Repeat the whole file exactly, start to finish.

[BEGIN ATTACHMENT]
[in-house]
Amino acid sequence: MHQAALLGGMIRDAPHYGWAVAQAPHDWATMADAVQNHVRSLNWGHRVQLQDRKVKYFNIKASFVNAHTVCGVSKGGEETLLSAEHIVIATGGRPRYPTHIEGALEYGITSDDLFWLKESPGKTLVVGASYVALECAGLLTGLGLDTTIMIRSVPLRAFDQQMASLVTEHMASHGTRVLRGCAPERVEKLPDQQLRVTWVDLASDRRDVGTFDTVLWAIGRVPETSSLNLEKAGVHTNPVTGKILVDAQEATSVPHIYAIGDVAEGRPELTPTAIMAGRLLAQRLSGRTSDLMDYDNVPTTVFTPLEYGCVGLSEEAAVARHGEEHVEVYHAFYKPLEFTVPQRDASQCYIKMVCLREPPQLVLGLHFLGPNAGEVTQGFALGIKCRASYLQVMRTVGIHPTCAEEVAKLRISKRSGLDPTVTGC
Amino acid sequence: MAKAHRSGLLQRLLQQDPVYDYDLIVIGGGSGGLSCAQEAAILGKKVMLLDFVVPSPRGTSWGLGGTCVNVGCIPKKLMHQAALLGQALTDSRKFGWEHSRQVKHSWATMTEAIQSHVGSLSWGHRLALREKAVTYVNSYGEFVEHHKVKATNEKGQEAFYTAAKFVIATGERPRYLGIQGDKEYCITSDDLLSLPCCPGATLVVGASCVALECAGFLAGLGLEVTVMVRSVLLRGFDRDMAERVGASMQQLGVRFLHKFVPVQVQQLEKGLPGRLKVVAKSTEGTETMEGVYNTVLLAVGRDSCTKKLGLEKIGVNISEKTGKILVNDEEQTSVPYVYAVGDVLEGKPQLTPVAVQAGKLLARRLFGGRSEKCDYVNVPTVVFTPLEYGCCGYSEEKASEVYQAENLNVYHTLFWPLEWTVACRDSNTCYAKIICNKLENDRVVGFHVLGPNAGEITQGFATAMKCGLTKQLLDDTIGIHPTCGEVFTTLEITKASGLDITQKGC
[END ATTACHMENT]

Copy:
[in-house]
Amino acid sequence: MHQAALLGGMIRDAPHYGWAVAQAPHDWATMADAVQNHVRSLNWGHRVQLQDRKVKYFNIKASFVNAHTVCGVSKGGEETLLSAEHIVIATGGRPRYPTHIEGALEYGITSDDLFWLKESPGKTLVVGASYVALECAGLLTGLGLDTTIMIRSVPLRAFDQQMASLVTEHMASHGTRVLRGCAPERVEKLPDQQLRVTWVDLASDRRDVGTFDTVLWAIGRVPETSSLNLEKAGVHTNPVTGKILVDAQEATSVPHIYAIGDVAEGRPELTPTAIMAGRLLAQRLSGRTSDLMDYDNVPTTVFTPLEYGCVGLSEEAAVARHGEEHVEVYHAFYKPLEFTVPQRDASQCYIKMVCLREPPQLVLGLHFLGPNAGEVTQGFALGIKCRASYLQVMRTVGIHPTCAEEVAKLRISKRSGLDPTVTGC
Amino acid sequence: MAKAHRSGLLQRLLQQDPVYDYDLIVIGGGSGGLSCAQEAAILGKKVMLLDFVVPSPRGTSWGLGGTCVNVGCIPKKLMHQAALLGQALTDSRKFGWEHSRQVKHSWATMTEAIQSHVGSLSWGHRLALREKAVTYVNSYGEFVEHHKVKATNEKGQEAFYTAAKFVIATGERPRYLGIQGDKEYCITSDDLLSLPCCPGATLVVGASCVALECAGFLAGLGLEVTVMVRSVLLRGFDRDMAERVGASMQQLGVRFLHKFVPVQVQQLEKGLPGRLKVVAKSTEGTETMEGVYNTVLLAVGRDSCTKKLGLEKIGVNISEKTGKILVNDEEQTSVPYVYAVGDVLEGKPQLTPVAVQAGKLLARRLFGGRSEKCDYVNVPTVVFTPLEYGCCGYSEEKASEVYQAENLNVYHTLFWPLEWTVACRDSNTCYAKIICNKLENDRVVGFHVLGPNAGEITQGFATAMKCGLTKQLLDDTIGIHPTCGEVFTTLEITKASGLDITQKGC